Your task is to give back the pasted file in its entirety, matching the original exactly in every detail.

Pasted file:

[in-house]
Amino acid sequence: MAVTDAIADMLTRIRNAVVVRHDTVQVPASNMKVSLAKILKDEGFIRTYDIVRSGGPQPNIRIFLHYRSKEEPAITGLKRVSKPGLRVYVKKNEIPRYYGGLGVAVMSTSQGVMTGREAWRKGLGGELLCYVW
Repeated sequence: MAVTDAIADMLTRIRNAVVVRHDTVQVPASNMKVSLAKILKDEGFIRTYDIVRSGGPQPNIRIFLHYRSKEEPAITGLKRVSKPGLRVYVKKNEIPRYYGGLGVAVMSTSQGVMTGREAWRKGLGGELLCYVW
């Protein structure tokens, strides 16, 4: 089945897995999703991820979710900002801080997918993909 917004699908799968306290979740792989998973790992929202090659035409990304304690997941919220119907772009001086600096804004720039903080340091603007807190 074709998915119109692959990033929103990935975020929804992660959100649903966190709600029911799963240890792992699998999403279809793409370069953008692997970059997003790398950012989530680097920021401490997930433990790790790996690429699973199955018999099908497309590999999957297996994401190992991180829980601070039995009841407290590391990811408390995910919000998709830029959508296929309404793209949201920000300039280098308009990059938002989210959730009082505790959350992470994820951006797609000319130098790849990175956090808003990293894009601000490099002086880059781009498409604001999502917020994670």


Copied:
[in-house]
Amino acid sequence: MAVTDAIADMLTRIRNAVVVRHDTVQVPASNMKVSLAKILKDEGFIRTYDIVRSGGPQPNIRIFLHYRSKEEPAITGLKRVSKPGLRVYVKKNEIPRYYGGLGVAVMSTSQGVMTGREAWRKGLGGELLCYVW
Repeated sequence: MAVTDAIADMLTRIRNAVVVRHDTVQVPASNMKVSLAKILKDEGFIRTYDIVRSGGPQPNIRIFLHYRSKEEPAITGLKRVSKPGLRVYVKKNEIPRYYGGLGVAVMSTSQGVMTGREAWRKGLGGELLCYVW
């Protein structure tokens, strides 16, 4: 089945897995999703991820979710900002801080997918993909 917004699908799968306290979740792989998973790992929202090659035409990304304690997941919220119907772009001086600096804004720039903080340091603007807190 074709998915119109692959990033929103990935975020929804992660959100649903966190709600029911799963240890792992699998999403279809793409370069953008692997970059997003790398950012989530680097920021401490997930433990790790790996690429699973199955018999099908497309590999999957297996994401190992991180829980601070039995009841407290590391990811408390995910919000998709830029959508296929309404793209949201920000300039280098308009990059938002989210959730009082505790959350992470994820951006797609000319130098790849990175956090808003990293894009601000490099002086880059781009498409604001999502917020994670």